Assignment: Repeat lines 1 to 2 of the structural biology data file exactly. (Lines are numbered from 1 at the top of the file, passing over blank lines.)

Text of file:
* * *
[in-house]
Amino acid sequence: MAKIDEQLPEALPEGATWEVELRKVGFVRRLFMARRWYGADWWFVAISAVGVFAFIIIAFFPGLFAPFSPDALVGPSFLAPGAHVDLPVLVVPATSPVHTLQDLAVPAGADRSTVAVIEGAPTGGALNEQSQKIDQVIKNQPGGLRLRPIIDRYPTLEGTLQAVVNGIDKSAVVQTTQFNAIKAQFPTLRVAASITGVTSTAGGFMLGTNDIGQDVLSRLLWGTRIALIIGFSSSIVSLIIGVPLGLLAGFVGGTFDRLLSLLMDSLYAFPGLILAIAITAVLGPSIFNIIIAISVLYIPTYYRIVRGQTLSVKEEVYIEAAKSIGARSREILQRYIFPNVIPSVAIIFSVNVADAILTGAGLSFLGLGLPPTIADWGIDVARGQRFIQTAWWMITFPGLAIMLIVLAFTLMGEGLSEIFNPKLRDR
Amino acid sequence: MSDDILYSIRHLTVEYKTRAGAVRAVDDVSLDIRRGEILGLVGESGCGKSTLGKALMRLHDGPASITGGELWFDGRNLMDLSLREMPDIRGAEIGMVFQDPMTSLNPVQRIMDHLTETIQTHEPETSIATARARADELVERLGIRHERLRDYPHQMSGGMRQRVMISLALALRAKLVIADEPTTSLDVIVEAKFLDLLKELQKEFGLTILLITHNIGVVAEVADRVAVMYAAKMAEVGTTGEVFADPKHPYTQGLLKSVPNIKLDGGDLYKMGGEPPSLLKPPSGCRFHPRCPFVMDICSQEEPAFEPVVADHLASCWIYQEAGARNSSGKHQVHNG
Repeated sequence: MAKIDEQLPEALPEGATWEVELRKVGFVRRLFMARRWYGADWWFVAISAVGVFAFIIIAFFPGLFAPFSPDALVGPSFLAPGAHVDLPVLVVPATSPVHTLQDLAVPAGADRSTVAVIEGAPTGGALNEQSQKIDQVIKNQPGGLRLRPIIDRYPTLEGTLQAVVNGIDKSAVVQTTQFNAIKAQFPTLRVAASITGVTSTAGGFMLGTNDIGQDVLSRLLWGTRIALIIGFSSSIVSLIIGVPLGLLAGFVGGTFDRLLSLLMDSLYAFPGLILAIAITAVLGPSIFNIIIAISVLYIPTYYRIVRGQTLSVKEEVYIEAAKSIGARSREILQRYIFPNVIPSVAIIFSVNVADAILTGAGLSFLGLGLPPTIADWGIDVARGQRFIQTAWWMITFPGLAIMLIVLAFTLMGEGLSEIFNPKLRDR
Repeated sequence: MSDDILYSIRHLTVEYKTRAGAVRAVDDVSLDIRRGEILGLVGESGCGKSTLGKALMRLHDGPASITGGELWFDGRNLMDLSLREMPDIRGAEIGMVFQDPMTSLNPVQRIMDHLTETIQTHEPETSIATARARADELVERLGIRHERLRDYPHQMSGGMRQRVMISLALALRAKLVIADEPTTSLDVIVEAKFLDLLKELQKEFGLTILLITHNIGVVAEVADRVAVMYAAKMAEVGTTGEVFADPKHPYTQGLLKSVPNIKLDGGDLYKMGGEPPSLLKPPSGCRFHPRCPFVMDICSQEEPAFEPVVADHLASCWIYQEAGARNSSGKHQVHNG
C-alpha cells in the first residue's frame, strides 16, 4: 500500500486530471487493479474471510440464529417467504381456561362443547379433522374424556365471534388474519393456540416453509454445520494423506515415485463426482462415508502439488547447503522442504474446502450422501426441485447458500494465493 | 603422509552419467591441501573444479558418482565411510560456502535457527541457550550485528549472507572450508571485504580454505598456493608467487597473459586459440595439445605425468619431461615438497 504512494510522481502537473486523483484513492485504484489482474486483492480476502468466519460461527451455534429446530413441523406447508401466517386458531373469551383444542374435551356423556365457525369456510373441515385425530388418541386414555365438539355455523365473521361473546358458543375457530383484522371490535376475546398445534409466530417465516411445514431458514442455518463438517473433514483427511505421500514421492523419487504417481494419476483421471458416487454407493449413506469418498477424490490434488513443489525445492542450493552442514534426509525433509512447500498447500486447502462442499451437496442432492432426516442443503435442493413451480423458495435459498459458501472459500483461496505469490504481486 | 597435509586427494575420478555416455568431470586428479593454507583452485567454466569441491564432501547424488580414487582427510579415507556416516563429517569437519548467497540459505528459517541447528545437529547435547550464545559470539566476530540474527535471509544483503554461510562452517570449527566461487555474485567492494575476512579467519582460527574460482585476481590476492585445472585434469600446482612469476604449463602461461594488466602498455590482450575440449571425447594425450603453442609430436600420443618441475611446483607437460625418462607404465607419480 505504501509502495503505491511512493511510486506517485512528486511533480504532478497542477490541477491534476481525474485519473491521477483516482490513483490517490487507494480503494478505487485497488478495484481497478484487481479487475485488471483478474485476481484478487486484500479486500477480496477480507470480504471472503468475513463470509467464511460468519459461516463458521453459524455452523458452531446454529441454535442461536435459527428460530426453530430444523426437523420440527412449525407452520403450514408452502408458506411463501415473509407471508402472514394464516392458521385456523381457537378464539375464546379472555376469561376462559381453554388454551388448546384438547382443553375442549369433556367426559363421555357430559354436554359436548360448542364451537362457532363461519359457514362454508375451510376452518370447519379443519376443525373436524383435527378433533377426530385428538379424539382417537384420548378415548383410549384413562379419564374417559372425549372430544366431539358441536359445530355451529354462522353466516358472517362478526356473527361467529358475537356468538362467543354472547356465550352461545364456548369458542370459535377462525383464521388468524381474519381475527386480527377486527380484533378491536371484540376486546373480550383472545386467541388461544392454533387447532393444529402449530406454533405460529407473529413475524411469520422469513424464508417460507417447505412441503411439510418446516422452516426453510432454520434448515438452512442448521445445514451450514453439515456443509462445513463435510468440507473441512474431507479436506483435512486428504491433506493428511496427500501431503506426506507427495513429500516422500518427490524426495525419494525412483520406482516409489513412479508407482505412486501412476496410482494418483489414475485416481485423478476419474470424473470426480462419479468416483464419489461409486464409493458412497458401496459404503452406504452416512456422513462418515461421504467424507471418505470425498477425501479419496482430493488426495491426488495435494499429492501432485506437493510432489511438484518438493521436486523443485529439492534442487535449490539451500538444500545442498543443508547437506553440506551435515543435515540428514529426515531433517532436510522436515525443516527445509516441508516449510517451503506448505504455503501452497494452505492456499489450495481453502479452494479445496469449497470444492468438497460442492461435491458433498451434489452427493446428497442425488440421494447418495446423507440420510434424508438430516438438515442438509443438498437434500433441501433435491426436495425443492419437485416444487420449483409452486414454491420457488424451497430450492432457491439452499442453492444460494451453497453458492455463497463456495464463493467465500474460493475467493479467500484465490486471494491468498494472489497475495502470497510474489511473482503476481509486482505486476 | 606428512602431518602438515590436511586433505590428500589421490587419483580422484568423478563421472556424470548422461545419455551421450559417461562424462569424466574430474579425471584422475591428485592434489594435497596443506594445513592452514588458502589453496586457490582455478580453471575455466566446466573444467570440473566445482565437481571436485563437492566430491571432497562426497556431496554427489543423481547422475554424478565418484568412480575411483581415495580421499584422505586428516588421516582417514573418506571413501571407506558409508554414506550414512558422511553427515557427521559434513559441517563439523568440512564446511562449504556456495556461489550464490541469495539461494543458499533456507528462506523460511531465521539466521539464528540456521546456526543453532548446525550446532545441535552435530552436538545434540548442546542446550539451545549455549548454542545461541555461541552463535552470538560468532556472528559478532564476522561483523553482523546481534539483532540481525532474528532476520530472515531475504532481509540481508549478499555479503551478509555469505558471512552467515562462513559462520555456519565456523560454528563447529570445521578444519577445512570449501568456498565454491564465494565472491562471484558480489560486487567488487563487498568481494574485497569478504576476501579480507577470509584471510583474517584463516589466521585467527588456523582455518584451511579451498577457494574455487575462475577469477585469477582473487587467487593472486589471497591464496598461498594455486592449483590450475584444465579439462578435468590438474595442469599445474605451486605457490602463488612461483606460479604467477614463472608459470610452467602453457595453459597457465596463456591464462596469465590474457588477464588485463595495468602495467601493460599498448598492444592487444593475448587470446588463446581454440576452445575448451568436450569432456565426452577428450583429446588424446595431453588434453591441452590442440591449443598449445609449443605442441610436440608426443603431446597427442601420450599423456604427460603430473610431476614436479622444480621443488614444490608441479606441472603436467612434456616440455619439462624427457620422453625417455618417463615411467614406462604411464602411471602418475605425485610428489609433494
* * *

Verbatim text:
[in-house]
Amino acid sequence: MAKIDEQLPEALPEGATWEVELRKVGFVRRLFMARRWYGADWWFVAISAVGVFAFIIIAFFPGLFAPFSPDALVGPSFLAPGAHVDLPVLVVPATSPVHTLQDLAVPAGADRSTVAVIEGAPTGGALNEQSQKIDQVIKNQPGGLRLRPIIDRYPTLEGTLQAVVNGIDKSAVVQTTQFNAIKAQFPTLRVAASITGVTSTAGGFMLGTNDIGQDVLSRLLWGTRIALIIGFSSSIVSLIIGVPLGLLAGFVGGTFDRLLSLLMDSLYAFPGLILAIAITAVLGPSIFNIIIAISVLYIPTYYRIVRGQTLSVKEEVYIEAAKSIGARSREILQRYIFPNVIPSVAIIFSVNVADAILTGAGLSFLGLGLPPTIADWGIDVARGQRFIQTAWWMITFPGLAIMLIVLAFTLMGEGLSEIFNPKLRDR